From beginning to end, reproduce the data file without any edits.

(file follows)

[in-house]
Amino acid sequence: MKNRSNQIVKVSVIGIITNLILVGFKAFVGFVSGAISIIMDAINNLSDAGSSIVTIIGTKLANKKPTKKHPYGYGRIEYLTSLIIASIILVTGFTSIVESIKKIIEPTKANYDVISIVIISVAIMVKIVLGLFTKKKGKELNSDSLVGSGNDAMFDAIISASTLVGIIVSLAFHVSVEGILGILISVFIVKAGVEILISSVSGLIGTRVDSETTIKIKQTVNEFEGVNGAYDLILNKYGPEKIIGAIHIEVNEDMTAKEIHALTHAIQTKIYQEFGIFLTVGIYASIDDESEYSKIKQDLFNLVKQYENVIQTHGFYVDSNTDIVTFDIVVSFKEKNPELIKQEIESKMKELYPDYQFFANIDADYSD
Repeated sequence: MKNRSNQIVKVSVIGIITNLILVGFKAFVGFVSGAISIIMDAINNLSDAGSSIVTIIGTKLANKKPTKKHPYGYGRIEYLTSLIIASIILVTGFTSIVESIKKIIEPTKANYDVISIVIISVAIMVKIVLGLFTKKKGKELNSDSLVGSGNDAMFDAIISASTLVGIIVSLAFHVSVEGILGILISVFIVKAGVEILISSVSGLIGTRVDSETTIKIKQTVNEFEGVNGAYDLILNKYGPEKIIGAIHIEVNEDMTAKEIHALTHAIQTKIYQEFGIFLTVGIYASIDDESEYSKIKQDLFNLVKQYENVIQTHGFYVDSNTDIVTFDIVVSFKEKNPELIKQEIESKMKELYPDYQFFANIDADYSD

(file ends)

[in-house]
Amino acid sequence: MKNRSNQIVKVSVIGIITNLILVGFKAFVGFVSGAISIIMDAINNLSDAGSSIVTIIGTKLANKKPTKKHPYGYGRIEYLTSLIIASIILVTGFTSIVESIKKIIEPTKANYDVISIVIISVAIMVKIVLGLFTKKKGKELNSDSLVGSGNDAMFDAIISASTLVGIIVSLAFHVSVEGILGILISVFIVKAGVEILISSVSGLIGTRVDSETTIKIKQTVNEFEGVNGAYDLILNKYGPEKIIGAIHIEVNEDMTAKEIHALTHAIQTKIYQEFGIFLTVGIYASIDDESEYSKIKQDLFNLVKQYENVIQTHGFYVDSNTDIVTFDIVVSFKEKNPELIKQEIESKMKELYPDYQFFANIDADYSD
Repeated sequence: MKNRSNQIVKVSVIGIITNLILVGFKAFVGFVSGAISIIMDAINNLSDAGSSIVTIIGTKLANKKPTKKHPYGYGRIEYLTSLIIASIILVTGFTSIVESIKKIIEPTKANYDVISIVIISVAIMVKIVLGLFTKKKGKELNSDSLVGSGNDAMFDAIISASTLVGIIVSLAFHVSVEGILGILISVFIVKAGVEILISSVSGLIGTRVDSETTIKIKQTVNEFEGVNGAYDLILNKYGPEKIIGAIHIEVNEDMTAKEIHALTHAIQTKIYQEFGIFLTVGIYASIDDESEYSKIKQDLFNLVKQYENVIQTHGFYVDSNTDIVTFDIVVSFKEKNPELIKQEIESKMKELYPDYQFFANIDADYSD